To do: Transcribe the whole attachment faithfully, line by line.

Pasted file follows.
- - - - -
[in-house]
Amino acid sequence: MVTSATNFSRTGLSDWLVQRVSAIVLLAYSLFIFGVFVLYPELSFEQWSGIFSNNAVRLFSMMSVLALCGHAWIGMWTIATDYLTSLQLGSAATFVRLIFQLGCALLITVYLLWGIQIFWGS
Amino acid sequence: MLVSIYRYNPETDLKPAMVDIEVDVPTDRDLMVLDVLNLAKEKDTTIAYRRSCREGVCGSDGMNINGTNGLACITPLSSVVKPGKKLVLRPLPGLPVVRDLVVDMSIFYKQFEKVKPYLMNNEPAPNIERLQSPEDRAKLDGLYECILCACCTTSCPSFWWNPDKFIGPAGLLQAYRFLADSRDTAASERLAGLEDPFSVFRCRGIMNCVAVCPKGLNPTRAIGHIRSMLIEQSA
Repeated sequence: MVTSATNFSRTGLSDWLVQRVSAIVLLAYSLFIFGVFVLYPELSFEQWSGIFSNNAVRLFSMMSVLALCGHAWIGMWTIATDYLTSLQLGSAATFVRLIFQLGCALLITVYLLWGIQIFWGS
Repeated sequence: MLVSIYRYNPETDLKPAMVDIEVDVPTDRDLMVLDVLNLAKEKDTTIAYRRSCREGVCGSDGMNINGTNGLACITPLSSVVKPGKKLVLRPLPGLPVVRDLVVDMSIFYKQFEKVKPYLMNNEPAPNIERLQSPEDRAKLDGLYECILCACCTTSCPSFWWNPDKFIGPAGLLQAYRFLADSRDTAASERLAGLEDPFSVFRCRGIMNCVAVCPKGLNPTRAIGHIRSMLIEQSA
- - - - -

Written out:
[in-house]
Amino acid sequence: MVTSATNFSRTGLSDWLVQRVSAIVLLAYSLFIFGVFVLYPELSFEQWSGIFSNNAVRLFSMMSVLALCGHAWIGMWTIATDYLTSLQLGSAATFVRLIFQLGCALLITVYLLWGIQIFWGS
Amino acid sequence: MLVSIYRYNPETDLKPAMVDIEVDVPTDRDLMVLDVLNLAKEKDTTIAYRRSCREGVCGSDGMNINGTNGLACITPLSSVVKPGKKLVLRPLPGLPVVRDLVVDMSIFYKQFEKVKPYLMNNEPAPNIERLQSPEDRAKLDGLYECILCACCTTSCPSFWWNPDKFIGPAGLLQAYRFLADSRDTAASERLAGLEDPFSVFRCRGIMNCVAVCPKGLNPTRAIGHIRSMLIEQSA
Repeated sequence: MVTSATNFSRTGLSDWLVQRVSAIVLLAYSLFIFGVFVLYPELSFEQWSGIFSNNAVRLFSMMSVLALCGHAWIGMWTIATDYLTSLQLGSAATFVRLIFQLGCALLITVYLLWGIQIFWGS
Repeated sequence: MLVSIYRYNPETDLKPAMVDIEVDVPTDRDLMVLDVLNLAKEKDTTIAYRRSCREGVCGSDGMNINGTNGLACITPLSSVVKPGKKLVLRPLPGLPVVRDLVVDMSIFYKQFEKVKPYLMNNEPAPNIERLQSPEDRAKLDGLYECILCACCTTSCPSFWWNPDKFIGPAGLLQAYRFLADSRDTAASERLAGLEDPFSVFRCRGIMNCVAVCPKGLNPTRAIGHIRSMLIEQSA